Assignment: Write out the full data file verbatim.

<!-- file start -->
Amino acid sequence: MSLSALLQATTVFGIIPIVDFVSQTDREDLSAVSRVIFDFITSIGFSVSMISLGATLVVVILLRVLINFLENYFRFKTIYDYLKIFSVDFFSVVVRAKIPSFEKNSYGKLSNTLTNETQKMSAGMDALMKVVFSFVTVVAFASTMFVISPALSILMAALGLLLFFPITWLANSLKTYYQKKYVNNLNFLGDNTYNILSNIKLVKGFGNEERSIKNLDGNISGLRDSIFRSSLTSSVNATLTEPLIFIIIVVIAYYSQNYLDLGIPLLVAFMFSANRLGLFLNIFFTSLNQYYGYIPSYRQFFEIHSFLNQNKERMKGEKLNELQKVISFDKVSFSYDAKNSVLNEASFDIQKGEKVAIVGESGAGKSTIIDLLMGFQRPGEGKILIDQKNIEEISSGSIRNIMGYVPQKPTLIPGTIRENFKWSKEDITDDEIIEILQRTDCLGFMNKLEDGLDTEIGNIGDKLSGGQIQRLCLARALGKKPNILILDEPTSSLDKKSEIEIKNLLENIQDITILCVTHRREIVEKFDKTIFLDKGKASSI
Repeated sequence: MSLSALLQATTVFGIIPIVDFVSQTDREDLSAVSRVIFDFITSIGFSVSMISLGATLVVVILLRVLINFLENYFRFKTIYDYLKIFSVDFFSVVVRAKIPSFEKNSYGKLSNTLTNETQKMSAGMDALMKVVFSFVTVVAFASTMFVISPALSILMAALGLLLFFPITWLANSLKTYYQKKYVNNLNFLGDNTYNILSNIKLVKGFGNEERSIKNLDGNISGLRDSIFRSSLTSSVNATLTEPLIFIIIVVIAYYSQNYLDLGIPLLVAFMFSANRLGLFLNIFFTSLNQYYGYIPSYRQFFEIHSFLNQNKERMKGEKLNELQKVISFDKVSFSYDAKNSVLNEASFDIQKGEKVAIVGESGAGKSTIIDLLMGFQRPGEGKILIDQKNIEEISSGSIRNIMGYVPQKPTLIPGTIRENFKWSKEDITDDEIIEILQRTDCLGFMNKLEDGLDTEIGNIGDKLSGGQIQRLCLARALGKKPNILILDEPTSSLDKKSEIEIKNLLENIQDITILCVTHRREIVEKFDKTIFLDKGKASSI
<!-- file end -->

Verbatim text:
Amino acid sequence: MSLSALLQATTVFGIIPIVDFVSQTDREDLSAVSRVIFDFITSIGFSVSMISLGATLVVVILLRVLINFLENYFRFKTIYDYLKIFSVDFFSVVVRAKIPSFEKNSYGKLSNTLTNETQKMSAGMDALMKVVFSFVTVVAFASTMFVISPALSILMAALGLLLFFPITWLANSLKTYYQKKYVNNLNFLGDNTYNILSNIKLVKGFGNEERSIKNLDGNISGLRDSIFRSSLTSSVNATLTEPLIFIIIVVIAYYSQNYLDLGIPLLVAFMFSANRLGLFLNIFFTSLNQYYGYIPSYRQFFEIHSFLNQNKERMKGEKLNELQKVISFDKVSFSYDAKNSVLNEASFDIQKGEKVAIVGESGAGKSTIIDLLMGFQRPGEGKILIDQKNIEEISSGSIRNIMGYVPQKPTLIPGTIRENFKWSKEDITDDEIIEILQRTDCLGFMNKLEDGLDTEIGNIGDKLSGGQIQRLCLARALGKKPNILILDEPTSSLDKKSEIEIKNLLENIQDITILCVTHRREIVEKFDKTIFLDKGKASSI
Repeated sequence: MSLSALLQATTVFGIIPIVDFVSQTDREDLSAVSRVIFDFITSIGFSVSMISLGATLVVVILLRVLINFLENYFRFKTIYDYLKIFSVDFFSVVVRAKIPSFEKNSYGKLSNTLTNETQKMSAGMDALMKVVFSFVTVVAFASTMFVISPALSILMAALGLLLFFPITWLANSLKTYYQKKYVNNLNFLGDNTYNILSNIKLVKGFGNEERSIKNLDGNISGLRDSIFRSSLTSSVNATLTEPLIFIIIVVIAYYSQNYLDLGIPLLVAFMFSANRLGLFLNIFFTSLNQYYGYIPSYRQFFEIHSFLNQNKERMKGEKLNELQKVISFDKVSFSYDAKNSVLNEASFDIQKGEKVAIVGESGAGKSTIIDLLMGFQRPGEGKILIDQKNIEEISSGSIRNIMGYVPQKPTLIPGTIRENFKWSKEDITDDEIIEILQRTDCLGFMNKLEDGLDTEIGNIGDKLSGGQIQRLCLARALGKKPNILILDEPTSSLDKKSEIEIKNLLENIQDITILCVTHRREIVEKFDKTIFLDKGKASSI